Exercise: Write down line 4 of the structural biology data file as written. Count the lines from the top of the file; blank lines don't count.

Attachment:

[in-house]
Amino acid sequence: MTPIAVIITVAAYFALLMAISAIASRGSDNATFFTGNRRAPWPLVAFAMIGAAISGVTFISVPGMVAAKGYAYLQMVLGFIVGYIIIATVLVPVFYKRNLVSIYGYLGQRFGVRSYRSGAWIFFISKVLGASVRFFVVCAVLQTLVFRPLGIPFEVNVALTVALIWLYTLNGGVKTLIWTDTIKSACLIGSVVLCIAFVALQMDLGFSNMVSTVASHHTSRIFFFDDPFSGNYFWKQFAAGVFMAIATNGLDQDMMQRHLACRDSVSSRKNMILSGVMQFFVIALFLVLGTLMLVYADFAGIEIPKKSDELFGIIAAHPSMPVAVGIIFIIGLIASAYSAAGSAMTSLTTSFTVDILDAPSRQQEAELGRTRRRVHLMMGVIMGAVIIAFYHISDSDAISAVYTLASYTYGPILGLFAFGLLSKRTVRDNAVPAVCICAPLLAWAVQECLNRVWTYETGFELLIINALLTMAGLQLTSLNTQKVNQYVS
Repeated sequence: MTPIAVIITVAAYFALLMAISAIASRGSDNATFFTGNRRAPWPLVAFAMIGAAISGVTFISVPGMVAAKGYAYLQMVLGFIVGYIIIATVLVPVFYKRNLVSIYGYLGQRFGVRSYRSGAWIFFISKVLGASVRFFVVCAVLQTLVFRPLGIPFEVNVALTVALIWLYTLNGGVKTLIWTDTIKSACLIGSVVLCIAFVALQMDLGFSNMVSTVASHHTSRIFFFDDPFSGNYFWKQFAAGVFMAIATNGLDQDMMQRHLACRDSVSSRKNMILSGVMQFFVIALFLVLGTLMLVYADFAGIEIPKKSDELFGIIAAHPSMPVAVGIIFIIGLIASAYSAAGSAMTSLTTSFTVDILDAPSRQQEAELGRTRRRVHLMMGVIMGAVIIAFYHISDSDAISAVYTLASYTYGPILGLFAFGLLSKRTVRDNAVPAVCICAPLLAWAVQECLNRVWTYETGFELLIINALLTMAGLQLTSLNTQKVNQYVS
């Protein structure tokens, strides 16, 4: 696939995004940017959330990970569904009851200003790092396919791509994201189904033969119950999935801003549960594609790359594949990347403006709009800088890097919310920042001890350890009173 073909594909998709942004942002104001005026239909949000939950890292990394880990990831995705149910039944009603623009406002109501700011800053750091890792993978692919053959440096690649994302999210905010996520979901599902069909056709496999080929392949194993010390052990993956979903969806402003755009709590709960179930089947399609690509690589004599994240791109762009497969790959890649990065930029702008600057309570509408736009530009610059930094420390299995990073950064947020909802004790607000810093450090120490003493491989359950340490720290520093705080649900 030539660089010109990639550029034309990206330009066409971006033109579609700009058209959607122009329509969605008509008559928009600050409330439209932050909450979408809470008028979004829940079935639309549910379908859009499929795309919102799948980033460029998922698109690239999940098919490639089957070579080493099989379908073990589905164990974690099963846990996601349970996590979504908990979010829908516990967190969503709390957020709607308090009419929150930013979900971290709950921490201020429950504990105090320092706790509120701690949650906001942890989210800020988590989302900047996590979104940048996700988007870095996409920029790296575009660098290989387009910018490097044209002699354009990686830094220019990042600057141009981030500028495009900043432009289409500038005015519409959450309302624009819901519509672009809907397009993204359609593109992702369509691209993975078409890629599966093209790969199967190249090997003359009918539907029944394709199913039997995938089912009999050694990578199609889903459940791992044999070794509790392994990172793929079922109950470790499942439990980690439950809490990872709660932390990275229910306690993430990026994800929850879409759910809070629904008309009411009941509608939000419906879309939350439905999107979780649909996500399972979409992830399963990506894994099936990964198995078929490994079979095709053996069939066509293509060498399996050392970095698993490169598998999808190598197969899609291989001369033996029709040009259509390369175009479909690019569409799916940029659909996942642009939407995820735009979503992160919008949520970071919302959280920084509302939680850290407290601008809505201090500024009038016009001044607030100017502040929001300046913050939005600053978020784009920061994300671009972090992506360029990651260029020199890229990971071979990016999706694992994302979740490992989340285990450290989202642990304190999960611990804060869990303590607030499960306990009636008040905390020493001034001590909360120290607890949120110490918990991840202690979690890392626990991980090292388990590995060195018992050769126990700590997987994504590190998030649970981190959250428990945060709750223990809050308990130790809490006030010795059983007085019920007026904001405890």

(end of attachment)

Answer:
């Protein structure tokens, strides 16, 4: 696939995004940017959330990970569904009851200003790092396919791509994201189904033969119950999935801003549960594609790359594949990347403006709009800088890097919310920042001890350890009173 073909594909998709942004942002104001005026239909949000939950890292990394880990990831995705149910039944009603623009406002109501700011800053750091890792993978692919053959440096690649994302999210905010996520979901599902069909056709496999080929392949194993010390052990993956979903969806402003755009709590709960179930089947399609690509690589004599994240791109762009497969790959890649990065930029702008600057309570509408736009530009610059930094420390299995990073950064947020909802004790607000810093450090120490003493491989359950340490720290520093705080649900 030539660089010109990639550029034309990206330009066409971006033109579609700009058209959607122009329509969605008509008559928009600050409330439209932050909450979408809470008028979004829940079935639309549910379908859009499929795309919102799948980033460029998922698109690239999940098919490639089957070579080493099989379908073990589905164990974690099963846990996601349970996590979504908990979010829908516990967190969503709390957020709607308090009419929150930013979900971290709950921490201020429950504990105090320092706790509120701690949650906001942890989210800020988590989302900047996590979104940048996700988007870095996409920029790296575009660098290989387009910018490097044209002699354009990686830094220019990042600057141009981030500028495009900043432009289409500038005015519409959450309302624009819901519509672009809907397009993204359609593109992702369509691209993975078409890629599966093209790969199967190249090997003359009918539907029944394709199913039997995938089912009999050694990578199609889903459940791992044999070794509790392994990172793929079922109950470790499942439990980690439950809490990872709660932390990275229910306690993430990026994800929850879409759910809070629904008309009411009941509608939000419906879309939350439905999107979780649909996500399972979409992830399963990506894994099936990964198995078929490994079979095709053996069939066509293509060498399996050392970095698993490169598998999808190598197969899609291989001369033996029709040009259509390369175009479909690019569409799916940029659909996942642009939407995820735009979503992160919008949520970071919302959280920084509302939680850290407290601008809505201090500024009038016009001044607030100017502040929001300046913050939005600053978020784009920061994300671009972090992506360029990651260029020199890229990971071979990016999706694992994302979740490992989340285990450290989202642990304190999960611990804060869990303590607030499960306990009636008040905390020493001034001590909360120290607890949120110490918990991840202690979690890392626990991980090292388990590995060195018992050769126990700590997987994504590190998030649970981190959250428990945060709750223990809050308990130790809490006030010795059983007085019920007026904001405890």